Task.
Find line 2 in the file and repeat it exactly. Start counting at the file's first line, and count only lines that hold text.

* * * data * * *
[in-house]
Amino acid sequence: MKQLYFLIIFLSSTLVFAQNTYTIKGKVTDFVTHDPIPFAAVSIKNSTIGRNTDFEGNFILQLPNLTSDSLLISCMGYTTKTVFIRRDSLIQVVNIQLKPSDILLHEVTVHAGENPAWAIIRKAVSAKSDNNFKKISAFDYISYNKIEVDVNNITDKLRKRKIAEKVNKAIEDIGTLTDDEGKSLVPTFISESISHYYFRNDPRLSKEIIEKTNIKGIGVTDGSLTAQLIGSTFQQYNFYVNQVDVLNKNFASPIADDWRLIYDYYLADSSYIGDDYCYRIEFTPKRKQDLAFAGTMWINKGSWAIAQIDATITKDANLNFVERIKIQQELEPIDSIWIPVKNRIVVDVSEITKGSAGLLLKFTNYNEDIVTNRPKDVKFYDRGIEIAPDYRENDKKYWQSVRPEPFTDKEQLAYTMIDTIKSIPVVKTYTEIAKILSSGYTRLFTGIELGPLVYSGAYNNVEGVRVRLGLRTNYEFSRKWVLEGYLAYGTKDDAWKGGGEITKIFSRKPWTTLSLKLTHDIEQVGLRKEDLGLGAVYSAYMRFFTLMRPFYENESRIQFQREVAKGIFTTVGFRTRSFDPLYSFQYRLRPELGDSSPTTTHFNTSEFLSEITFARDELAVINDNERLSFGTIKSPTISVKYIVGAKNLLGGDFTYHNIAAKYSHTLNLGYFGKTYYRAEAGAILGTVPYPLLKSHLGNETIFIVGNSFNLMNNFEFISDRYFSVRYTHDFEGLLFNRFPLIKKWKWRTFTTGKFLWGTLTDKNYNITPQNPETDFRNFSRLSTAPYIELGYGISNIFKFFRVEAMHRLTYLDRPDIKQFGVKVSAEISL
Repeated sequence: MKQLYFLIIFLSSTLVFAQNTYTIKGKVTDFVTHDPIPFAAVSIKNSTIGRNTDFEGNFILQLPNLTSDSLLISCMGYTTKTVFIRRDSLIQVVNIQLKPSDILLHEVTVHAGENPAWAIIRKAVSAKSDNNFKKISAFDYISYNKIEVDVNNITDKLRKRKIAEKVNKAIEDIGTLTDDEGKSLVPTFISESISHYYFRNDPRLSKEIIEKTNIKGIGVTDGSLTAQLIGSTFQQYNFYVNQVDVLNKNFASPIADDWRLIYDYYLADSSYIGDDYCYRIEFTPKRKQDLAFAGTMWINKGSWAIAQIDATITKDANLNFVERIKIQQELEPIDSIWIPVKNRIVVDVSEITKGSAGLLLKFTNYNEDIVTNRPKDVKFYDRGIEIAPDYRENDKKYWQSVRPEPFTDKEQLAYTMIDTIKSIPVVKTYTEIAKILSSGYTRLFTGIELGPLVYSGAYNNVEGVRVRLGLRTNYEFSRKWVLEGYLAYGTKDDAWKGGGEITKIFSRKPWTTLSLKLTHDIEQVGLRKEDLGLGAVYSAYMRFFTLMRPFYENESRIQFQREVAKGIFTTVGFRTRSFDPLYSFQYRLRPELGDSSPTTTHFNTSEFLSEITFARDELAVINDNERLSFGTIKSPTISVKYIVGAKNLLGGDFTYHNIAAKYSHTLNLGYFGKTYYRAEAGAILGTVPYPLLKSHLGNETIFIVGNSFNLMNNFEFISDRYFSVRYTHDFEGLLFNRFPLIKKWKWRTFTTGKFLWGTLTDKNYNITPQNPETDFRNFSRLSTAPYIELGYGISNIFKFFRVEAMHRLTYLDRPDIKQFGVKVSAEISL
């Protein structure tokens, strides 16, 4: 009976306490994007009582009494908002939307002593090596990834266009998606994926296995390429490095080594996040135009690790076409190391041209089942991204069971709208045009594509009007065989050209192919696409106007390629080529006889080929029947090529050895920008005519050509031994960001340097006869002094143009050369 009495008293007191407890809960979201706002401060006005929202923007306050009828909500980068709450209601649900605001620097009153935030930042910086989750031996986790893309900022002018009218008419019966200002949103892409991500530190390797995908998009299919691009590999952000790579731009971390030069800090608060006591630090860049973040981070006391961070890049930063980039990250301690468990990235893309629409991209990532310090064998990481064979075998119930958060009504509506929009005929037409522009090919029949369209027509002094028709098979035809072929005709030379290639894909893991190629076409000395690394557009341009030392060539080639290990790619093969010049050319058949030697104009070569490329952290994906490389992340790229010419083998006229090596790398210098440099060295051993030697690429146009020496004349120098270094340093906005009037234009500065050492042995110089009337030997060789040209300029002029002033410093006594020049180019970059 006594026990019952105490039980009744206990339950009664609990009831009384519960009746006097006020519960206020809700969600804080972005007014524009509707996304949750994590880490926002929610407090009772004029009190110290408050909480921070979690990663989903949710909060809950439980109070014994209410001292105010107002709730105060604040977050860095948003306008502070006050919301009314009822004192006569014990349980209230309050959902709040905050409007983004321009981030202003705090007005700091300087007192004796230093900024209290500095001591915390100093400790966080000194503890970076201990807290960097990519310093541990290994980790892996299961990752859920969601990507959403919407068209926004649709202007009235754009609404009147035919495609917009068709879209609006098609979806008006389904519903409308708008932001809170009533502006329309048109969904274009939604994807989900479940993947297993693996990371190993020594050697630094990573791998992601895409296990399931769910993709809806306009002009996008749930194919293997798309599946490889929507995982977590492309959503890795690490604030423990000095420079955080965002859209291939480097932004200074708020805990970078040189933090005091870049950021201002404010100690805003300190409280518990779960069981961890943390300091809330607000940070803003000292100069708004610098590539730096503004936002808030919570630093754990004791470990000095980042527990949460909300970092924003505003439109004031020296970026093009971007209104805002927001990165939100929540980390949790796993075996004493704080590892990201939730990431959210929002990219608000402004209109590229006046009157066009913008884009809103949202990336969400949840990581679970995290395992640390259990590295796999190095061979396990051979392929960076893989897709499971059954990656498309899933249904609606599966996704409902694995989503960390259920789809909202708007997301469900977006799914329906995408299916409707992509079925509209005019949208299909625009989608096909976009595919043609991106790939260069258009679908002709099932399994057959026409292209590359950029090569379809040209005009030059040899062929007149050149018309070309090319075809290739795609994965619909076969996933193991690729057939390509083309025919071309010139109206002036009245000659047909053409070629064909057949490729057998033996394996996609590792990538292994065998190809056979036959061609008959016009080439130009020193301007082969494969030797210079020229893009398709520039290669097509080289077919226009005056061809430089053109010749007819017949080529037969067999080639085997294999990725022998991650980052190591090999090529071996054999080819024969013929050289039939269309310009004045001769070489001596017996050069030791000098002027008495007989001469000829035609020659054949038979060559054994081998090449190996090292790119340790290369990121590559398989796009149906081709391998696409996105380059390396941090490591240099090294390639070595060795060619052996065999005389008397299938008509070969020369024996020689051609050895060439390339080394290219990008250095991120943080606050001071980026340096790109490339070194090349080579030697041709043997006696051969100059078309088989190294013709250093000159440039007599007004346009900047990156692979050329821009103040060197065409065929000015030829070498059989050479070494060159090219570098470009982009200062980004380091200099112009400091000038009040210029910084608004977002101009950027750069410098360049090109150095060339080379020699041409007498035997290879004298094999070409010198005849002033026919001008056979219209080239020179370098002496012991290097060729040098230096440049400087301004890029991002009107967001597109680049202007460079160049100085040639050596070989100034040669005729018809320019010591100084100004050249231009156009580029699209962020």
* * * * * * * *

Amino acid sequence: MKQLYFLIIFLSSTLVFAQNTYTIKGKVTDFVTHDPIPFAAVSIKNSTIGRNTDFEGNFILQLPNLTSDSLLISCMGYTTKTVFIRRDSLIQVVNIQLKPSDILLHEVTVHAGENPAWAIIRKAVSAKSDNNFKKISAFDYISYNKIEVDVNNITDKLRKRKIAEKVNKAIEDIGTLTDDEGKSLVPTFISESISHYYFRNDPRLSKEIIEKTNIKGIGVTDGSLTAQLIGSTFQQYNFYVNQVDVLNKNFASPIADDWRLIYDYYLADSSYIGDDYCYRIEFTPKRKQDLAFAGTMWINKGSWAIAQIDATITKDANLNFVERIKIQQELEPIDSIWIPVKNRIVVDVSEITKGSAGLLLKFTNYNEDIVTNRPKDVKFYDRGIEIAPDYRENDKKYWQSVRPEPFTDKEQLAYTMIDTIKSIPVVKTYTEIAKILSSGYTRLFTGIELGPLVYSGAYNNVEGVRVRLGLRTNYEFSRKWVLEGYLAYGTKDDAWKGGGEITKIFSRKPWTTLSLKLTHDIEQVGLRKEDLGLGAVYSAYMRFFTLMRPFYENESRIQFQREVAKGIFTTVGFRTRSFDPLYSFQYRLRPELGDSSPTTTHFNTSEFLSEITFARDELAVINDNERLSFGTIKSPTISVKYIVGAKNLLGGDFTYHNIAAKYSHTLNLGYFGKTYYRAEAGAILGTVPYPLLKSHLGNETIFIVGNSFNLMNNFEFISDRYFSVRYTHDFEGLLFNRFPLIKKWKWRTFTTGKFLWGTLTDKNYNITPQNPETDFRNFSRLSTAPYIELGYGISNIFKFFRVEAMHRLTYLDRPDIKQFGVKVSAEISL